[Met Performance] CID:131060

Metropolitan Opera House, Thu, February 27, 1941

Rigoletto (238)
Giuseppe Verdi | Francesco Maria Piave
Robert Weede

Hilde Reggiani

Duke of Mantua
Jussi Björling

Bruna Castagna

Nicola Moscona

John Gurney

Alessio De Paolis

George Cehanovsky

Count Ceprano
Wilfred Engelman

Countess Ceprano
Maxine Stellman

Thelma Votipka

Edith Herlick

Gennaro Papi

Review 1:

Review of Irving Kolodin in the New York Sun


Bjoerling, Reggiani in the Cast

It was not much of a "Rigoletto" at the Metropolitan for anybody but Robert Weede last night. However, what this American baritone accomplished in his first appearance at the opera house in this role was striking enough to make the occasion a memorable one, not only for him, but also for the audience. This will not count as Mr. Weede's Metropolitan debut, for he sang briefly in a spring season four seasons ago, but it was by far the best evidence of talent he has given there.

As a primary asset, Mr. Weede has a voice - a big voice, moreover, which fills the opera house with ease and doesn't require the forcing to which he sometimes resorted. But it has quality as well as size, as he showed in his second act aria, where the phrases "Ma in altr' uom" were formed with astonishing velvet and control. The duet with Gilda also went well, when Mr. Weede was successful in resisting the pull of Hilde Reggiani to inaccurate pitch. Possibly when Mr. Weede has had more opportunity (to which he is certainly entitled) to develop his characterization at the Metropolitan, it will have more subtlety and depth than it possessed last night. Certainly the vocal material he showed in "Cortigiani" would have been even more impressive if the tones were not pushed as much as they were. Despite this, Mr. Weede handled the drama of the scene ably and was entitled to the robust applause he received. One would have had more respect for him, however, had he resisted the temptation to bow and smile to the audience.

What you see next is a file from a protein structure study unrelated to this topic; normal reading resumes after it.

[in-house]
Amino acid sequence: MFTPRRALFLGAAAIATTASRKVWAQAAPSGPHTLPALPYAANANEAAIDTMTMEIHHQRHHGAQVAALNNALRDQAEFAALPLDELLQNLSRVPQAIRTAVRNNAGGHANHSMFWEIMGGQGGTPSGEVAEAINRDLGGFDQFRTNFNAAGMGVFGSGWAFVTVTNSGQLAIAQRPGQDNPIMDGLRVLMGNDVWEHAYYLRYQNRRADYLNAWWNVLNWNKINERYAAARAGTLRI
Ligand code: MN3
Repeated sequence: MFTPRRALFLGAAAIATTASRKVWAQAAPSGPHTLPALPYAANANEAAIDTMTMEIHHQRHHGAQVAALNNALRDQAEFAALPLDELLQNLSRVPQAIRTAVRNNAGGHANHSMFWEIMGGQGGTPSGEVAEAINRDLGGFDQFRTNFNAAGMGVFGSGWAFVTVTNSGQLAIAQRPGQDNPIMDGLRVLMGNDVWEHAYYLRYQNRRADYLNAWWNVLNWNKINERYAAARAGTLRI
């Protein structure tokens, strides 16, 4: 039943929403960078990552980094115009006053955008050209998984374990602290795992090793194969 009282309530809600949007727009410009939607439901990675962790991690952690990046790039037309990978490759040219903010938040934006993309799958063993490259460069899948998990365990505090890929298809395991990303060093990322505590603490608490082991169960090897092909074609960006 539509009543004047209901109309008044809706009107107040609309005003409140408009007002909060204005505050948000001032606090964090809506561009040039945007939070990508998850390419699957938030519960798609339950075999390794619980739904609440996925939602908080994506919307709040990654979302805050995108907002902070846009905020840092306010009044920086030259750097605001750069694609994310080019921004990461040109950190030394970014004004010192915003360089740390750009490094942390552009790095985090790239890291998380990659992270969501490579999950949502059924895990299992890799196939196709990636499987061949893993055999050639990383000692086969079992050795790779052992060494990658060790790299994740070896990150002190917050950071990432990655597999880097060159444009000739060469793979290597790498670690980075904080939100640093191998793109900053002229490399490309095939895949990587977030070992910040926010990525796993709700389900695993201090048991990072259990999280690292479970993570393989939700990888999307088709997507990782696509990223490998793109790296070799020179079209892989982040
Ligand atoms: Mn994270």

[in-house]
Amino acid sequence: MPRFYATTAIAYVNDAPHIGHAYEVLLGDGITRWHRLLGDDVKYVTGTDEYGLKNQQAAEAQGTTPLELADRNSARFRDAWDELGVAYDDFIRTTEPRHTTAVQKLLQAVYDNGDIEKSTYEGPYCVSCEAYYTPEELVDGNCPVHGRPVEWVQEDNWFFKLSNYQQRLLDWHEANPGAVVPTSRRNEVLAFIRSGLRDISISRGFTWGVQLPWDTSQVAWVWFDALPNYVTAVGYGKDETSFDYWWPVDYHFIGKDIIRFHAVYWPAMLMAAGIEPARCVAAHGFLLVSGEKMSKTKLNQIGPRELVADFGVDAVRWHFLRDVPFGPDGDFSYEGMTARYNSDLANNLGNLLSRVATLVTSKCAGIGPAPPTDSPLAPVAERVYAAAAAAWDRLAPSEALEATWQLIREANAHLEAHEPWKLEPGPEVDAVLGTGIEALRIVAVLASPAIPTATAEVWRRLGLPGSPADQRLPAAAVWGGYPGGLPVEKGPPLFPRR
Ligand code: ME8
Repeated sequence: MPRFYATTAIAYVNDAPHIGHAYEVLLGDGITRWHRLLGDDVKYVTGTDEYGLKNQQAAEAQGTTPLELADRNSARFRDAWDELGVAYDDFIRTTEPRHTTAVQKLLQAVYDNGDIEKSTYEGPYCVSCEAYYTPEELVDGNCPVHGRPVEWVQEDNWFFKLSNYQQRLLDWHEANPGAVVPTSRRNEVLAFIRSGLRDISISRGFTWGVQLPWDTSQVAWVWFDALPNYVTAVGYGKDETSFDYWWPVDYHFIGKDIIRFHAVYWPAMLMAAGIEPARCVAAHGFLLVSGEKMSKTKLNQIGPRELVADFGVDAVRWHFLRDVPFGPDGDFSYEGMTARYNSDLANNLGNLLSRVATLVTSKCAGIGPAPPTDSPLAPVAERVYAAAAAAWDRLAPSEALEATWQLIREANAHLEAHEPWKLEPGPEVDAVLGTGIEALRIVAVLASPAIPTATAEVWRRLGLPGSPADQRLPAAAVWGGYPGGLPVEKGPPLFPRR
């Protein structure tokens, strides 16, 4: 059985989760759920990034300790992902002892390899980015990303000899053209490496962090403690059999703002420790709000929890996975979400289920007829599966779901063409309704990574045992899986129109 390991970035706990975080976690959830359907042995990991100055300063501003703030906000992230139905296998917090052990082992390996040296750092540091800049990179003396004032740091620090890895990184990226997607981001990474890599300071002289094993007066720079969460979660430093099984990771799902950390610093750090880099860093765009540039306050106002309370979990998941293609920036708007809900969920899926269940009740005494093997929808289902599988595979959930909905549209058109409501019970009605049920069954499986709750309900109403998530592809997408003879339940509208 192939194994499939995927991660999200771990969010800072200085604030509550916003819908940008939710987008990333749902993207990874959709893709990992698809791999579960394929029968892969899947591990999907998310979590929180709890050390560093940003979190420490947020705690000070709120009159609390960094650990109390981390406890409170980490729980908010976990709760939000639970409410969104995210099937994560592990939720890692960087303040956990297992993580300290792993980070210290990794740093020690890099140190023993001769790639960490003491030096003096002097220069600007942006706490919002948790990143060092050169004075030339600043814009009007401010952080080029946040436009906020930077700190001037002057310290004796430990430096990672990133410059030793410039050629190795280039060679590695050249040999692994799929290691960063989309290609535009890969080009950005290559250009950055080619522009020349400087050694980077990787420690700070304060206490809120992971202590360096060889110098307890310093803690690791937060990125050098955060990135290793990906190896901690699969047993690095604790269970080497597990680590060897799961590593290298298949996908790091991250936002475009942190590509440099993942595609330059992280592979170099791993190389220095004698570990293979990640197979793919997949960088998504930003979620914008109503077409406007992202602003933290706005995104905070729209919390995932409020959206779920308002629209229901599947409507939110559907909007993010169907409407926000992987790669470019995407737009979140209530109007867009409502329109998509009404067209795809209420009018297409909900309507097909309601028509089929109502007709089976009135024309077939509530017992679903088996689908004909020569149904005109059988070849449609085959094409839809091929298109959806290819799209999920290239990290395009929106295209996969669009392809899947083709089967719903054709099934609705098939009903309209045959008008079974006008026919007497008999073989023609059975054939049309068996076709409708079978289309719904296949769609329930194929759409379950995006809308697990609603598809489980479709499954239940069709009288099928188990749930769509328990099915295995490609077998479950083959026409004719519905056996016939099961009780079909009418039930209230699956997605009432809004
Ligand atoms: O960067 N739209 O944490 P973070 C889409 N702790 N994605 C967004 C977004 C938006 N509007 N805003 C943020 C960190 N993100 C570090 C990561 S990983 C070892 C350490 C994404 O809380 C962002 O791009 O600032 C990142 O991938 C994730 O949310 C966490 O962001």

The performance was otherwise a distinctly variable one, due principally to the capricious pitch of Mme. Reggiani's singing and the curiously ineffective Duke of Jussi Bjoerling. Mme. Reggiani's "Caro nome" was applaudable when her personal intonation coincided with the orchestra's (as on the final E, which was brilliantly taken), but her conception of the part is wooden, pathetic rather than tragic. Mr. Bjoerling sang all of his music with ease and musical sensitivity, but there is little dash in his treatment of the part. All of the subordinate roles were excellently performed, with Bruna Castagna an unexpected boon as Maddalena, John Gurney as a somber Monterone, Nicola Moscona an excellent Sparafucile and Thelma Votipka a capable Giovanna. Gennaro Papi directed.

Review 2:

Review of Edward O'Gorman in the New York Post


Robert Weede, whose performance of the title role in Verdi's "Rigoletto" at the Metropolitan Opera House last night missed being an actual debut by only a slight technicality, an appearance as Tonto in "Pagliacci" during a spring season at the Met, is one of those Metropolitan mysteries that defy solution. Mr. Weede has been on the Met roster for years, has been acclaimed for his operatic performances in other cities - particularly as Rigoletto, but has been permitted to languish unseen and unheard at 40th and Broadway.